Shortly after 10am on this day 51 years ago, a young Royal Air Force serviceman walked into a sealed chamber wearing a gas mask and had 20 drops of clear liquid dripped onto a piece of cloth on his arm. After 23 minutes, he told those with him that he was feeling "pretty queer". Within half an hour, he was dead.
Yesterday, the final moments of Ronald Maddison, 20, were made public at the start of the first open inquiry into how Britain conducted secret experiments with the lethal nerve agent sarin on hundreds of personnel at the Ministry of Defence's most sensitive research complex, Porton Down in Wiltshire, during the early 1950s.
The fresh inquest into the death of the leading aircraftman, from County Durham, was ordered two years ago. His family and other veterans had won a High Court ruling that a verdict of misadventure reached in secret by an earlier inquest should be quashed after it was confirmed that the substance administered to LAC Maddison and five others with him had been 200mg of "pure" sarin.
Speaking before the inquest at Trowbridge, Wiltshire, the serviceman's sister, Lillias Craik, 70, said: "My brother was ... only 20 years old. My family has never been told why he had to die so young. We are grateful for the inquest so that we can finally know the truth."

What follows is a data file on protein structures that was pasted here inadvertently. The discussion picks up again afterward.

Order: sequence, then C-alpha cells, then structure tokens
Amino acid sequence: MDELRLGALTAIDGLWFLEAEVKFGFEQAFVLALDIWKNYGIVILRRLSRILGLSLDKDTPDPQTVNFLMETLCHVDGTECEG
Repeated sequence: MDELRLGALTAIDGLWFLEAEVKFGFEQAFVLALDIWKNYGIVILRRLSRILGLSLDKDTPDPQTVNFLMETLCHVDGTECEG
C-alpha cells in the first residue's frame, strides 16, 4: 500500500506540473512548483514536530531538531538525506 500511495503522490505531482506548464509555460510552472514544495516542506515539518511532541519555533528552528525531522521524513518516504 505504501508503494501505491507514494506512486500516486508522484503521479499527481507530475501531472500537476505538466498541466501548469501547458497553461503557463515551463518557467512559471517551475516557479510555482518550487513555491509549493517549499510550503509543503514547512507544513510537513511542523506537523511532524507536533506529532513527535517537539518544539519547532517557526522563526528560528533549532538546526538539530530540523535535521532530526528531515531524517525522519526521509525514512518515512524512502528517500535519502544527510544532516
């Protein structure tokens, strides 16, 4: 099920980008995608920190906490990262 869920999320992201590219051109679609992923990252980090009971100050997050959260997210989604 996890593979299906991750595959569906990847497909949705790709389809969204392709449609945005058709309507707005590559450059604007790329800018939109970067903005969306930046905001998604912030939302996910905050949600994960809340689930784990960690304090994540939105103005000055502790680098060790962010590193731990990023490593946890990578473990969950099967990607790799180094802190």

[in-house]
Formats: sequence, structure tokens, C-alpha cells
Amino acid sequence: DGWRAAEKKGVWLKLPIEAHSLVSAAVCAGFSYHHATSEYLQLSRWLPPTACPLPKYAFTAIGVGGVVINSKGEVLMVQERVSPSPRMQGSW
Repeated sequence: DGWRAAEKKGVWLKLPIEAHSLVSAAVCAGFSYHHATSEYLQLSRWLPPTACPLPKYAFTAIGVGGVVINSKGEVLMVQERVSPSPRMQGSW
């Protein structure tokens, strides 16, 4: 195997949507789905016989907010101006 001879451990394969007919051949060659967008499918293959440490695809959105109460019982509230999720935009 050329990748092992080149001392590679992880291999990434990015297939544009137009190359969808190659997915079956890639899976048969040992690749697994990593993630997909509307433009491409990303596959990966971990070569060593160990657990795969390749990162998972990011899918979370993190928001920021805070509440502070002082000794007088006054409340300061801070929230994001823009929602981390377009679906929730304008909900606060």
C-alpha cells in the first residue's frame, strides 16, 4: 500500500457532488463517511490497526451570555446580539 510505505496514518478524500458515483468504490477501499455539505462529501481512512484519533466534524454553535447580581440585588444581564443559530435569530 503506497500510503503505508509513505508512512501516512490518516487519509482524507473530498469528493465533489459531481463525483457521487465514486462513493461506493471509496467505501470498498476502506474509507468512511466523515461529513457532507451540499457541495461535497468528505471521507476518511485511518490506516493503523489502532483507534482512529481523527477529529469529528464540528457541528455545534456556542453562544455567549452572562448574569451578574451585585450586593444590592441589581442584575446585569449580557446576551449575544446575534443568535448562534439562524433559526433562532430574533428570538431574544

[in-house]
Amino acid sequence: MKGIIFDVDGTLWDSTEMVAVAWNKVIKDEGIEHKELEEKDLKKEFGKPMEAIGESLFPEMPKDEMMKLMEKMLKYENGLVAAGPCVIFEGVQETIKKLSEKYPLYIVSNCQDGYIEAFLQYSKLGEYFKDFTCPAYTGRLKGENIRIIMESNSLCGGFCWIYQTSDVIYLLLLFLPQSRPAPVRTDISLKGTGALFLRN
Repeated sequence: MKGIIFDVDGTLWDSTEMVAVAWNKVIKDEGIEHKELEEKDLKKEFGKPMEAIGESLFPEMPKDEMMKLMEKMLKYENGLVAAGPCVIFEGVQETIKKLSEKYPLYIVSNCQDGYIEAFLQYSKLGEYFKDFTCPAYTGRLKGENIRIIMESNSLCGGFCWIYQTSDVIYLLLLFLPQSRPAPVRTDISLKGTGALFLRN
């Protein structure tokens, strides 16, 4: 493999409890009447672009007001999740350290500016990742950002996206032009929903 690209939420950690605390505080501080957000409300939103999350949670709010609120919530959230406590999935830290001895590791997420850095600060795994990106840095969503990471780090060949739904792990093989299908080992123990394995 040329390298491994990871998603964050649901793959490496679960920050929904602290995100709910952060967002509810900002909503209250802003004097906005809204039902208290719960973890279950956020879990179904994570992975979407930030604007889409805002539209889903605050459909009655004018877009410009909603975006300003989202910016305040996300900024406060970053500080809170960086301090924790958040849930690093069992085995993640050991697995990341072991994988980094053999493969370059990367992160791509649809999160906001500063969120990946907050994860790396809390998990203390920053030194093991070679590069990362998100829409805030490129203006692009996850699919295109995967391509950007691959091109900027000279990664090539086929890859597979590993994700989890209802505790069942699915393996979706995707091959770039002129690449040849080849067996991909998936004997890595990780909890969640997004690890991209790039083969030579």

A jury of six men and four women was told that LAC Maddison, who volunteered for the tests in return for extra pay and a weekend pass, had arrived at Porton Down, the MoD's chemical weapons experimentation establishment, as a fit ice hockey player on 2 May 1953.
The serviceman, based at RAF Ballykelly in Northern Ireland, was part of a constant flow of personnel passing through Porton Down after responding to notices at their bases asking for volunteers. Fellow veterans have said the notices claimed the tests were part of efforts to find a cure for the common cold.
Opening the inquest, the Wiltshire coroner, David Masters, said the nerve gas experiments were ordered at the beginning of the Cold War, when Britain and its allies were developing chemical weapons, many of them discovered in a Nazi laboratory, in the knowledge that the Soviet Union was doing the same. The hearing was told that on the day of LAC Maddison's arrival, scientists were conducting experiments to establish the lethal dose of sarin - known as LD50, the dose required to kill half a population of humans.
Mr Masters said the governments of the countries involved - Britain, Canada and the United States - were still sensitive about revealing details of their nerve gas programmes.
The coroner said that the Pentagon had retained five documents relating to the programme and that those papers, which it had reluctantly released, could only be discussed in closed session.
The Porton Down Veterans Association, many of whose members were at the hearing, is demanding an apology from the MoD and a full public inquiry. The inquest is expected to last for up to eight weeks.Reuse content